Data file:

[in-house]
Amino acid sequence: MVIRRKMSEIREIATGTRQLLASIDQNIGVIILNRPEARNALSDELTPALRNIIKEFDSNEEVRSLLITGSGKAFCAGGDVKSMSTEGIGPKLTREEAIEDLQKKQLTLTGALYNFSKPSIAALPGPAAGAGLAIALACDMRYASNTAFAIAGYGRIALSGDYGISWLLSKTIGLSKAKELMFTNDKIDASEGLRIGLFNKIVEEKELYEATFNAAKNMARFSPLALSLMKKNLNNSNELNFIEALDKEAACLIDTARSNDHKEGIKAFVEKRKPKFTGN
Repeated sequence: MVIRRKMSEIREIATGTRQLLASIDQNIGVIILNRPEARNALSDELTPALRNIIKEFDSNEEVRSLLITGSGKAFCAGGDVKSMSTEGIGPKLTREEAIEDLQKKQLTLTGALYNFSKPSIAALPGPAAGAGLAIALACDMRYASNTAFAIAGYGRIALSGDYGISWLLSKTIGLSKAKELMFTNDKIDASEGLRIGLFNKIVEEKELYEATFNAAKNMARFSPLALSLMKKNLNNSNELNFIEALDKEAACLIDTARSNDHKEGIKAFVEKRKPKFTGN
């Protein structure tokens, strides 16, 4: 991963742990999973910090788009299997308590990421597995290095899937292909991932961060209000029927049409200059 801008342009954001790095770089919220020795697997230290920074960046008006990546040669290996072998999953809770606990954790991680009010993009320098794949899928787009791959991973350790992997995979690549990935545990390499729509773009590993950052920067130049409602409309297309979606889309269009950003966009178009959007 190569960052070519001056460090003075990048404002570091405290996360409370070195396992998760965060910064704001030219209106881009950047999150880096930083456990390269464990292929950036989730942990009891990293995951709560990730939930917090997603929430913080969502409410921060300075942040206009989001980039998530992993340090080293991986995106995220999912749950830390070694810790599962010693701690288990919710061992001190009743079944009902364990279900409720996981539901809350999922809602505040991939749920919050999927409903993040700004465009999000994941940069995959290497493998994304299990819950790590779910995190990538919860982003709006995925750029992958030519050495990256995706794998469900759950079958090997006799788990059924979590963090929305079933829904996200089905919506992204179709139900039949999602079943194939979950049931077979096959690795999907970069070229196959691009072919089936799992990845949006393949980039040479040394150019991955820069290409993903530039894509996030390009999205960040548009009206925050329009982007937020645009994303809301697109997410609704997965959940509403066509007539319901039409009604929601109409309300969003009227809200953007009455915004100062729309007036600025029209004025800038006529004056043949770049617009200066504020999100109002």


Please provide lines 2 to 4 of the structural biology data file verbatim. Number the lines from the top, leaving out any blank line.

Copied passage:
Amino acid sequence: MVIRRKMSEIREIATGTRQLLASIDQNIGVIILNRPEARNALSDELTPALRNIIKEFDSNEEVRSLLITGSGKAFCAGGDVKSMSTEGIGPKLTREEAIEDLQKKQLTLTGALYNFSKPSIAALPGPAAGAGLAIALACDMRYASNTAFAIAGYGRIALSGDYGISWLLSKTIGLSKAKELMFTNDKIDASEGLRIGLFNKIVEEKELYEATFNAAKNMARFSPLALSLMKKNLNNSNELNFIEALDKEAACLIDTARSNDHKEGIKAFVEKRKPKFTGN
Repeated sequence: MVIRRKMSEIREIATGTRQLLASIDQNIGVIILNRPEARNALSDELTPALRNIIKEFDSNEEVRSLLITGSGKAFCAGGDVKSMSTEGIGPKLTREEAIEDLQKKQLTLTGALYNFSKPSIAALPGPAAGAGLAIALACDMRYASNTAFAIAGYGRIALSGDYGISWLLSKTIGLSKAKELMFTNDKIDASEGLRIGLFNKIVEEKELYEATFNAAKNMARFSPLALSLMKKNLNNSNELNFIEALDKEAACLIDTARSNDHKEGIKAFVEKRKPKFTGN
């Protein structure tokens, strides 16, 4: 991963742990999973910090788009299997308590990421597995290095899937292909991932961060209000029927049409200059 801008342009954001790095770089919220020795697997230290920074960046008006990546040669290996072998999953809770606990954790991680009010993009320098794949899928787009791959991973350790992997995979690549990935545990390499729509773009590993950052920067130049409602409309297309979606889309269009950003966009178009959007 190569960052070519001056460090003075990048404002570091405290996360409370070195396992998760965060910064704001030219209106881009950047999150880096930083456990390269464990292929950036989730942990009891990293995951709560990730939930917090997603929430913080969502409410921060300075942040206009989001980039998530992993340090080293991986995106995220999912749950830390070694810790599962010693701690288990919710061992001190009743079944009902364990279900409720996981539901809350999922809602505040991939749920919050999927409903993040700004465009999000994941940069995959290497493998994304299990819950790590779910995190990538919860982003709006995925750029992958030519050495990256995706794998469900759950079958090997006799788990059924979590963090929305079933829904996200089905919506992204179709139900039949999602079943194939979950049931077979096959690795999907970069070229196959691009072919089936799992990845949006393949980039040479040394150019991955820069290409993903530039894509996030390009999205960040548009009206925050329009982007937020645009994303809301697109997410609704997965959940509403066509007539319901039409009604929601109409309300969003009227809200953007009455915004100062729309007036600025029209004025800038006529004056043949770049617009200066504020999100109002």